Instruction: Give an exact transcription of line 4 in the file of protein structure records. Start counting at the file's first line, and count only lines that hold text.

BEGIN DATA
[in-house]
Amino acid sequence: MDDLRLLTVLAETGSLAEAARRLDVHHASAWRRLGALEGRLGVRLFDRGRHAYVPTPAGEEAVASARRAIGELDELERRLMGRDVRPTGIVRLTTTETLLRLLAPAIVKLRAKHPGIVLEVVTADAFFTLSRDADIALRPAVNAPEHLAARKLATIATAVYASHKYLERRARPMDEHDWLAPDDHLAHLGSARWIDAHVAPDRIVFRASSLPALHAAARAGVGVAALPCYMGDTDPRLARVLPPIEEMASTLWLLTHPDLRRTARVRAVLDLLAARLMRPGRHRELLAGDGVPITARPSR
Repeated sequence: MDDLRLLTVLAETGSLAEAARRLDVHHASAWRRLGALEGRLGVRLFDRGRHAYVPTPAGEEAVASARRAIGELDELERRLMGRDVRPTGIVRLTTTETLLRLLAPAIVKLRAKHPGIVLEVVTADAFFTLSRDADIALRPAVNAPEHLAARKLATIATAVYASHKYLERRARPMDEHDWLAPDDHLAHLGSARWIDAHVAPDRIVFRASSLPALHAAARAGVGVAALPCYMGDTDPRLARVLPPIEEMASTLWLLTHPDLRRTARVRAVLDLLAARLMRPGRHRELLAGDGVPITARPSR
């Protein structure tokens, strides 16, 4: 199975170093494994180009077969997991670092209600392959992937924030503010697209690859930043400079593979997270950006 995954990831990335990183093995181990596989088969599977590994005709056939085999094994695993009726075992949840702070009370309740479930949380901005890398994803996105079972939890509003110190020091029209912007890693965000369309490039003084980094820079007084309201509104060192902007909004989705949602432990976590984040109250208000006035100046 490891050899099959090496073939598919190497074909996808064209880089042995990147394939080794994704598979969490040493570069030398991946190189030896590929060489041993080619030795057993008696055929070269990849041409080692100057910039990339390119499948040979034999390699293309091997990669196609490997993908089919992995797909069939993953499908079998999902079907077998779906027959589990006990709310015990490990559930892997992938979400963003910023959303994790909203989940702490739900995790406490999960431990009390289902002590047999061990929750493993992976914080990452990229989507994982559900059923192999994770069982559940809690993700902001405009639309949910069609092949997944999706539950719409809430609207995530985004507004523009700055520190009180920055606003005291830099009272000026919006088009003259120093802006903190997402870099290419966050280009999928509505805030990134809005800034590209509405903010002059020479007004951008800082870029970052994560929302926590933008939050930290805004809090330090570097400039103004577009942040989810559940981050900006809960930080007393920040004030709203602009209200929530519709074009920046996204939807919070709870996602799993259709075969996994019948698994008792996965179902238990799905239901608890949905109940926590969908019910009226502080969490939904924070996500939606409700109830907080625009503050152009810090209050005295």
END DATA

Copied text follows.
């Protein structure tokens, strides 16, 4: 199975170093494994180009077969997991670092209600392959992937924030503010697209690859930043400079593979997270950006 995954990831990335990183093995181990596989088969599977590994005709056939085999094994695993009726075992949840702070009370309740479930949380901005890398994803996105079972939890509003110190020091029209912007890693965000369309490039003084980094820079007084309201509104060192902007909004989705949602432990976590984040109250208000006035100046 490891050899099959090496073939598919190497074909996808064209880089042995990147394939080794994704598979969490040493570069030398991946190189030896590929060489041993080619030795057993008696055929070269990849041409080692100057910039990339390119499948040979034999390699293309091997990669196609490997993908089919992995797909069939993953499908079998999902079907077998779906027959589990006990709310015990490990559930892997992938979400963003910023959303994790909203989940702490739900995790406490999960431990009390289902002590047999061990929750493993992976914080990452990229989507994982559900059923192999994770069982559940809690993700902001405009639309949910069609092949997944999706539950719409809430609207995530985004507004523009700055520190009180920055606003005291830099009272000026919006088009003259120093802006903190997402870099290419966050280009999928509505805030990134809005800034590209509405903010002059020479007004951008800082870029970052994560929302926590933008939050930290805004809090330090570097400039103004577009942040989810559940981050900006809960930080007393920040004030709203602009209200929530519709074009920046996204939807919070709870996602799993259709075969996994019948698994008792996965179902238990799905239901608890949905109940926590969908019910009226502080969490939904924070996500939606409700109830907080625009503050152009810090209050005295």